An Open Letter to Paul Wellstone: When The Safe Lives Aren’t Safe Anymore
By Max S. Gordon
(This essay was originally published on September 10, 2004 as
“An Open Letter to Paul Wellstone”. It was written in response to the arrests made during the Republican National Convention in
New York City)
Senator Wellstone: I will not go on about the curious timing of your death. People are very impatient with conspiracy theories these days, even when past theories have revealed conspiracies. Still, I read with weary cynicism that you spoke to a meeting of war veterans in Willmar, Minnesota in October 2002 and told them that Dick Cheney said to you, “If you vote against the war in Iraq, the Bush Administration will do whatever is necessary to get you. There will be ramifications for you and the state of Minnesota.” Days later, you were dead.
You voted against Bush’s unilateral attack on Iraq, against Bush’s Homeland Security Department and in favor of an independent 9–11 investigation over Bush’s and Cheney’s objections. Your wife, who shared your courage and persuasiveness and would have continued your legacy, was dead also, preventing a repeat of John Ashcroft’s defeat by the wife of deceased air-crash victim Mel Carnahan. I am still working through my anger at you and your wife. (It’s always easier to be angry at the dead ones.) Why didn’t you understand the danger you were in? After a threat like that, couldn’t you two have flown economy class on the biggest commercial airline you could find?
Senator, you were not a whore and you did not have a price. Feeling disillusioned after the election of 2000, I desperately needed a politician to have faith in; and as a powerful voice of dissent against the war, you were asking serious questions about America, obviously deadly ones. After you died, I waited for you to become a martyr. Instead, the media said, “Oh well, shit happens,” and I never heard your name mentioned on television again.
I am writing this to you because I am hoping it will help me to understand what is happening to us. I feel the country is falling apart. Our democracy and constitution are threatened, our civil liberties may soon disappear, and I don’t know what the hell to do about it.
I isolate in my apartment and watch the news compulsively, calling it “staying informed.” An ex-mayor and our current governor pimp our national tragedy, and a senator who is also an ex-presidential candidate joins the two of them and turns the Republican convention into a televised job interview. I question the Republican presence in New York. For the first time in one hundred and fifty years, they choose our city, a Gomorrah to many of them. I couldn’t feel more violated if they were holding the convention in my living room. You don’t belong here, I shout at their cheers and chants, their exuberant flag-waving and “patriotism.” You think we are liberal and sinful, and you hate us (except for a few who work on Wall Street). Republicans, what are you doing here?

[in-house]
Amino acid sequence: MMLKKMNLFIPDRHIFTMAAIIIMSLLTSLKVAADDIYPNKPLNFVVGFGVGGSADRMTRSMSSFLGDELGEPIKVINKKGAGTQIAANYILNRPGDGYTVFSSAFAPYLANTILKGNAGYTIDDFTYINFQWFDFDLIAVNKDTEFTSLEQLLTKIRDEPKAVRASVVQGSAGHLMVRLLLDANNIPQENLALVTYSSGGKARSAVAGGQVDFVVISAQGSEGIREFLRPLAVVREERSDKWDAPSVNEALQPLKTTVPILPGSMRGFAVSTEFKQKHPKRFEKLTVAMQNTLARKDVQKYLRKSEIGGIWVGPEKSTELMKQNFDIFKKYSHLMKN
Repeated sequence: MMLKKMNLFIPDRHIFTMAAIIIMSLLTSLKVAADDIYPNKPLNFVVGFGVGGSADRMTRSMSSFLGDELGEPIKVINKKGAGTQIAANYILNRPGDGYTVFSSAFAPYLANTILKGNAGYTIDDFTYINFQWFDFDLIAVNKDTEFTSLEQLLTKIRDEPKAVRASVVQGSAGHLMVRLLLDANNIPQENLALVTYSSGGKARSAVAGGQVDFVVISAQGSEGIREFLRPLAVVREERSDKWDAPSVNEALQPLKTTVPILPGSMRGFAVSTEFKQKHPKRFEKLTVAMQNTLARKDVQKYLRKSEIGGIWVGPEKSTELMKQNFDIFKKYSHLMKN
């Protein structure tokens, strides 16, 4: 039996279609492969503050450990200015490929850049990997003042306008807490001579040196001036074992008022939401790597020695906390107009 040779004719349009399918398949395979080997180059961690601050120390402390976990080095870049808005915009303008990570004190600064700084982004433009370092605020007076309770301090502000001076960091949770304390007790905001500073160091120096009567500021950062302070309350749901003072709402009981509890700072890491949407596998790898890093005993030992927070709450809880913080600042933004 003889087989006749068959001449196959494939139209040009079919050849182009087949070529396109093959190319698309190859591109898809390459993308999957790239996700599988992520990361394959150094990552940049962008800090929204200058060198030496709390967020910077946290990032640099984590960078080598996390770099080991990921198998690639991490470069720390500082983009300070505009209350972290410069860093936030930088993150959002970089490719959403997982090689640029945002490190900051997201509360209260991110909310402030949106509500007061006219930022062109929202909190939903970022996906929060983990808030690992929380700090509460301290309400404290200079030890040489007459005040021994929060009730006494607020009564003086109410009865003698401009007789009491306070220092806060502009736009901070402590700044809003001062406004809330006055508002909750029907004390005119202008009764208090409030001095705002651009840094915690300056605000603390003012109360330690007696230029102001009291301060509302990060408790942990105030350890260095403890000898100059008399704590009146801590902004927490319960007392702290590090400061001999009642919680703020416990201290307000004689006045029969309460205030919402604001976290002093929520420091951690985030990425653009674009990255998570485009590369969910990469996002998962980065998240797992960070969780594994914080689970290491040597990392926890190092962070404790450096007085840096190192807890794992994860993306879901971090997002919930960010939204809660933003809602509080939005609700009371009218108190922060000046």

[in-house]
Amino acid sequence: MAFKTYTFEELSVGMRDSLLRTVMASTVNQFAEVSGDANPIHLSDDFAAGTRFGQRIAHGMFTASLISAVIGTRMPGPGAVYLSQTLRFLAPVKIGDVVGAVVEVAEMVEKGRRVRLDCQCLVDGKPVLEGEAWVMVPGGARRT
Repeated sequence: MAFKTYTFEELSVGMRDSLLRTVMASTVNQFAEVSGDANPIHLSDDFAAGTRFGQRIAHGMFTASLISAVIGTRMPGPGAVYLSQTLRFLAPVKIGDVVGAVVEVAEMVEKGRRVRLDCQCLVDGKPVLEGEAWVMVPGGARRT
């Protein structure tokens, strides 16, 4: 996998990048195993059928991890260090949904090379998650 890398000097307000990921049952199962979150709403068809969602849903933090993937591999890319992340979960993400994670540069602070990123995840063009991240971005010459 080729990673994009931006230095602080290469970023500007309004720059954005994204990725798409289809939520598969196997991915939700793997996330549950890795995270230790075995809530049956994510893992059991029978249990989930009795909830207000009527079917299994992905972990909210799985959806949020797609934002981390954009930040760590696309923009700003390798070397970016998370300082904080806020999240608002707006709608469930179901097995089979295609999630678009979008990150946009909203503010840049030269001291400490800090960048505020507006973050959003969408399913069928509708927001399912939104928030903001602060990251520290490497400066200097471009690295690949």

I watch the black faces in the crowd with bewilderment and fascination, trying to comprehend what attracts them to what is so obviously a platform of white supremacy (I am still nursing an acorn of heartbreak that they used Colin Powell, whom many trusted and believed in, to further their corrupt agenda; more painfully, that he allowed himself to be used). As the black Republicans genuflect before the altar of patriarchy, I find myself feeling outrage, contempt, and a little jealousy. Occasionally, but only in private, I have indulged a fantasy of myself as a black Republican — strident, mercenary, up at 5 a.m, and arriving everywhere on time for once in my life. I feel instantaneous relief as I am finally released from the psychological burden of believing the world should be fair for everyone, that I have to devote my life to making that happen. With the amount of time it takes to say, “I got mine, get yours,” I can, at last, be selfish without guilt, instead of what I am now, occasionally selfish, constantly guilty. Finally reconciled are the irreconcilable polarities of my life — a radical vision of world equality matched by a desire to be absolutely filthy rich. It occurs to me, with more than a little irony, that I’m not the only American to feel this way and that perhaps my great political ideas and judgmental postures can all be summed up in two words: sour grapes. I’m pissed off at the Republican party because I am failing at capitalism.
On the A train, I try to make a decision whether to protest or not. Regardless of the skeletons of greed that rattle in my peace-activist closet, one thing is absolutely clear about the convention and the Republicans: I want their asses out of here.
I weigh the options. I have a dog, I don’t have a lawyer. There is less than fifty dollars in my checking account at the moment. I have no savings. I work as a temporary secretary, and I didn’t get any calls this week for work — several companies closed their offices because of security concerns — so I’m broke. I am one of those people who came to New York to become an artist, but I don’t know what to call myself anymore. I refuse to admit that I am a secretary because that would betray my dream, but I haven’t made any real money from my art yet. So, in the city’s more cruel estimation I am, for lack of a better word, a loser. I can’t even afford to protest. I certainly can’t afford to get clubbed over the head by a police officer or inhale asbestos at pier 57 where they are detaining the ones they arrest. I don’t have any health insurance.